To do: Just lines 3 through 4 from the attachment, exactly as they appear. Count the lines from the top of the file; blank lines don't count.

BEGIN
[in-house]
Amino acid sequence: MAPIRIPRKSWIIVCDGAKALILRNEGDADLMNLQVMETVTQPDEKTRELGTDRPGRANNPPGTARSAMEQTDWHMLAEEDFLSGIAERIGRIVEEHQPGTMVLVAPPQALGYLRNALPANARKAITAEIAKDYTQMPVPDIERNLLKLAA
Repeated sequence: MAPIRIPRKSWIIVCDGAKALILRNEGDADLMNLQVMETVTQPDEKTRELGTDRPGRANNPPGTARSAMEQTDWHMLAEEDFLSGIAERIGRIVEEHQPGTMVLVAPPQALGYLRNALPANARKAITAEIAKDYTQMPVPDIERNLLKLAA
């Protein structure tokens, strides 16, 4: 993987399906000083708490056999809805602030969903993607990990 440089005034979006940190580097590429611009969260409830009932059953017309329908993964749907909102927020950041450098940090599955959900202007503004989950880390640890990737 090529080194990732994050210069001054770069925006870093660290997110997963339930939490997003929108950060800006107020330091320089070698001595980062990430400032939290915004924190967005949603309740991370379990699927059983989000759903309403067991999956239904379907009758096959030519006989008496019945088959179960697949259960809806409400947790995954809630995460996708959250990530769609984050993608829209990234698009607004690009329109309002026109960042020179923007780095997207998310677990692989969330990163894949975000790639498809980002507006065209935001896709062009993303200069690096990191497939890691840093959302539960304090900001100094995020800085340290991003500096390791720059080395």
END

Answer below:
Repeated sequence: MAPIRIPRKSWIIVCDGAKALILRNEGDADLMNLQVMETVTQPDEKTRELGTDRPGRANNPPGTARSAMEQTDWHMLAEEDFLSGIAERIGRIVEEHQPGTMVLVAPPQALGYLRNALPANARKAITAEIAKDYTQMPVPDIERNLLKLAA
């Protein structure tokens, strides 16, 4: 993987399906000083708490056999809805602030969903993607990990 440089005034979006940190580097590429611009969260409830009932059953017309329908993964749907909102927020950041450098940090599955959900202007503004989950880390640890990737 090529080194990732994050210069001054770069925006870093660290997110997963339930939490997003929108950060800006107020330091320089070698001595980062990430400032939290915004924190967005949603309740991370379990699927059983989000759903309403067991999956239904379907009758096959030519006989008496019945088959179960697949259960809806409400947790995954809630995460996708959250990530769609984050993608829209990234698009607004690009329109309002026109960042020179923007780095997207998310677990692989969330990163894949975000790639498809980002507006065209935001896709062009993303200069690096990191497939890691840093959302539960304090900001100094995020800085340290991003500096390791720059080395």